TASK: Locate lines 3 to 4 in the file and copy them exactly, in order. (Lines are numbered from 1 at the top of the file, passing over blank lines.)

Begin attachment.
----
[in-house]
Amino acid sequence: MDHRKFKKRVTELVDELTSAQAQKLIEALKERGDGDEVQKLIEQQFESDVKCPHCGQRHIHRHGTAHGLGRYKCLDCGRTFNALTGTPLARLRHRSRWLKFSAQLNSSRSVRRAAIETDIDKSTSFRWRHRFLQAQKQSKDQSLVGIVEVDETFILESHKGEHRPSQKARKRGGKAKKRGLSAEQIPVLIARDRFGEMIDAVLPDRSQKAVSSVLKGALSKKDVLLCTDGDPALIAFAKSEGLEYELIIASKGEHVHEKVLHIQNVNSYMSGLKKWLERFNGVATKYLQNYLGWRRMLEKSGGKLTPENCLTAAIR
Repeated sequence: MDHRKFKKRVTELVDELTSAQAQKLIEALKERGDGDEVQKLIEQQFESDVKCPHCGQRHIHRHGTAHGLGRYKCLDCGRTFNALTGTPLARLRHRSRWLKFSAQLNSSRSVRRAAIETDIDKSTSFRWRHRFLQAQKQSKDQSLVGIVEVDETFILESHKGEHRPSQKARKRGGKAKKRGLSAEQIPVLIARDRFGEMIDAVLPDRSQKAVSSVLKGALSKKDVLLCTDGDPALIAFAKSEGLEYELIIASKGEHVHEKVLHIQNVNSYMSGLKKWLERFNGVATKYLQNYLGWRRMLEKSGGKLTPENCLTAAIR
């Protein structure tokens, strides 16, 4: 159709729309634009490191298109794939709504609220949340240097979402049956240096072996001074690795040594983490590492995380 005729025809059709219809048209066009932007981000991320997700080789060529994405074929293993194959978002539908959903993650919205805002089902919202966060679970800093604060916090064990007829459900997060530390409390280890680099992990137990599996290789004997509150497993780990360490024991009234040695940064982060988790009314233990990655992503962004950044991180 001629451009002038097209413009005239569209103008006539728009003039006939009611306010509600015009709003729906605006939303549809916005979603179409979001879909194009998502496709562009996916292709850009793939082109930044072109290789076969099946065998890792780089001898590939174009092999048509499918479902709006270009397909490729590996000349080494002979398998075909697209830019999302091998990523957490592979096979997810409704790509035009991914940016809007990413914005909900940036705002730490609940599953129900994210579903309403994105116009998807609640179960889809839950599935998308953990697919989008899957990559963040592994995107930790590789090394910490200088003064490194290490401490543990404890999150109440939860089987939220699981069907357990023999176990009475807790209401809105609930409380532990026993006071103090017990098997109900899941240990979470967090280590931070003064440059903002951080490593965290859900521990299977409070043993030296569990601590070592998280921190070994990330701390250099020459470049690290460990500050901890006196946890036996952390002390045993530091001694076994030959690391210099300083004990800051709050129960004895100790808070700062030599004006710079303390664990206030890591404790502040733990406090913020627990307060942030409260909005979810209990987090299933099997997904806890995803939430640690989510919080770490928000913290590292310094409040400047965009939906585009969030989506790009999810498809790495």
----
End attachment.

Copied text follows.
Repeated sequence: MDHRKFKKRVTELVDELTSAQAQKLIEALKERGDGDEVQKLIEQQFESDVKCPHCGQRHIHRHGTAHGLGRYKCLDCGRTFNALTGTPLARLRHRSRWLKFSAQLNSSRSVRRAAIETDIDKSTSFRWRHRFLQAQKQSKDQSLVGIVEVDETFILESHKGEHRPSQKARKRGGKAKKRGLSAEQIPVLIARDRFGEMIDAVLPDRSQKAVSSVLKGALSKKDVLLCTDGDPALIAFAKSEGLEYELIIASKGEHVHEKVLHIQNVNSYMSGLKKWLERFNGVATKYLQNYLGWRRMLEKSGGKLTPENCLTAAIR
């Protein structure tokens, strides 16, 4: 159709729309634009490191298109794939709504609220949340240097979402049956240096072996001074690795040594983490590492995380 005729025809059709219809048209066009932007981000991320997700080789060529994405074929293993194959978002539908959903993650919205805002089902919202966060679970800093604060916090064990007829459900997060530390409390280890680099992990137990599996290789004997509150497993780990360490024991009234040695940064982060988790009314233990990655992503962004950044991180 001629451009002038097209413009005239569209103008006539728009003039006939009611306010509600015009709003729906605006939303549809916005979603179409979001879909194009998502496709562009996916292709850009793939082109930044072109290789076969099946065998890792780089001898590939174009092999048509499918479902709006270009397909490729590996000349080494002979398998075909697209830019999302091998990523957490592979096979997810409704790509035009991914940016809007990413914005909900940036705002730490609940599953129900994210579903309403994105116009998807609640179960889809839950599935998308953990697919989008899957990559963040592994995107930790590789090394910490200088003064490194290490401490543990404890999150109440939860089987939220699981069907357990023999176990009475807790209401809105609930409380532990026993006071103090017990098997109900899941240990979470967090280590931070003064440059903002951080490593965290859900521990299977409070043993030296569990601590070592998280921190070994990330701390250099020459470049690290460990500050901890006196946890036996952390002390045993530091001694076994030959690391210099300083004990800051709050129960004895100790808070700062030599004006710079303390664990206030890591404790502040733990406090913020627990307060942030409260909005979810209990987090299933099997997904806890995803939430640690989510919080770490928000913290590292310094409040400047965009939906585009969030989506790009999810498809790495």